"Hell, and all devils!" shouted De Fervlans, springing toward his horse.
"The little monster has set the marsh-grass on fire, and it was I who
taught the devil's spawn how to use touchwood! Give chase to the
creature!"

But the order for a chase came too late. In ten minutes the reeds
growing about the hill were burning, and the demons were compelled to
use their spurs in order to speed their horses from the dangerous
conflagration.

They did not stop until they had reached the Valla plain - driven to
their mad gallop by the caricature of the "militiaman"!

"This is a pretty state of affairs!" grumbled De Fervlans. "Mire first,
then flames, bar our way. _Quis quid peccat, in eo punitur_ - he who sins
will be punished by his sin! I sinned in teaching that monster to strike
fire. It has made us lose four more hours."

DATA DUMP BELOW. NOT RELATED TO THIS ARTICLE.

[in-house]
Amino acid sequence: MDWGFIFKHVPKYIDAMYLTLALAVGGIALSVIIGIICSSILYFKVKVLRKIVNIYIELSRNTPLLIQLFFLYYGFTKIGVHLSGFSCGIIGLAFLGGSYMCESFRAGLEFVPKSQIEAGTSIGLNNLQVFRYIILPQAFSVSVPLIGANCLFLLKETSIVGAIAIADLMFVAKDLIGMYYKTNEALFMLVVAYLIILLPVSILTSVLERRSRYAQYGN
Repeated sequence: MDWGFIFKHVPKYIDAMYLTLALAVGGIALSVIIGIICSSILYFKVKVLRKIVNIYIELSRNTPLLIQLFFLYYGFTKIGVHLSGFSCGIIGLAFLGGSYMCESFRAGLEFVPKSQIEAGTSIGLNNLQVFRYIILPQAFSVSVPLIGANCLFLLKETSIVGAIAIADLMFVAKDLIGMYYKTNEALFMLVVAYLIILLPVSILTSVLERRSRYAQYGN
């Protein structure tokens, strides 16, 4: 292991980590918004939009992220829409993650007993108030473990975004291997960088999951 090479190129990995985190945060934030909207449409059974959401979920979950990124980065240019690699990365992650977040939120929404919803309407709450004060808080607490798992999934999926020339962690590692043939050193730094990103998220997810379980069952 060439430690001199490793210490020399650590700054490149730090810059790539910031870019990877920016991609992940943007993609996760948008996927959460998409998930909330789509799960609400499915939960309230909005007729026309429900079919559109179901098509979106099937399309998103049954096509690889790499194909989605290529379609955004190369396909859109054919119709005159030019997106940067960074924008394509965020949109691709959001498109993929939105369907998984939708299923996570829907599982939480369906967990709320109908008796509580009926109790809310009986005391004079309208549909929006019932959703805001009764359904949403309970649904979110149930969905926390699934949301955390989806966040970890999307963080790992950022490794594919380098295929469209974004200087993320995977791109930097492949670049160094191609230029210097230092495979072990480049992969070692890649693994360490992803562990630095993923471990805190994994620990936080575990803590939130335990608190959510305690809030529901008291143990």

The four hours were of some consequence to the fugitive maid and Ludwig
Vavel.

Dawn broke before the demons found the road between the groups of hills,
and when they reached it, they still had before them that half of the
Hansag which is formed by a series of small lakes.

De Fervlans now became anxious to shorten their route. A lakelet of
fifty or sixty paces in width is not an impassable hindrance for a
horseman. Therefore it was not necessary to ride perhaps a thousand
paces in making a detour of the lakelets - the demons must ride through
them. How often had he, when following a deer, swam with his horse
through just such a body of water. Only then it was autumn, and now it
was spring.

The flora of this marsh country has many species which hide underneath
the water, and in the springtime send their long stems and tendrils
toward the surface. De Fervlans was yet to learn that even plants may
become foes. Those of his demons who were the first to plunge into the
water suddenly began to call for help. Neither man nor beast can swim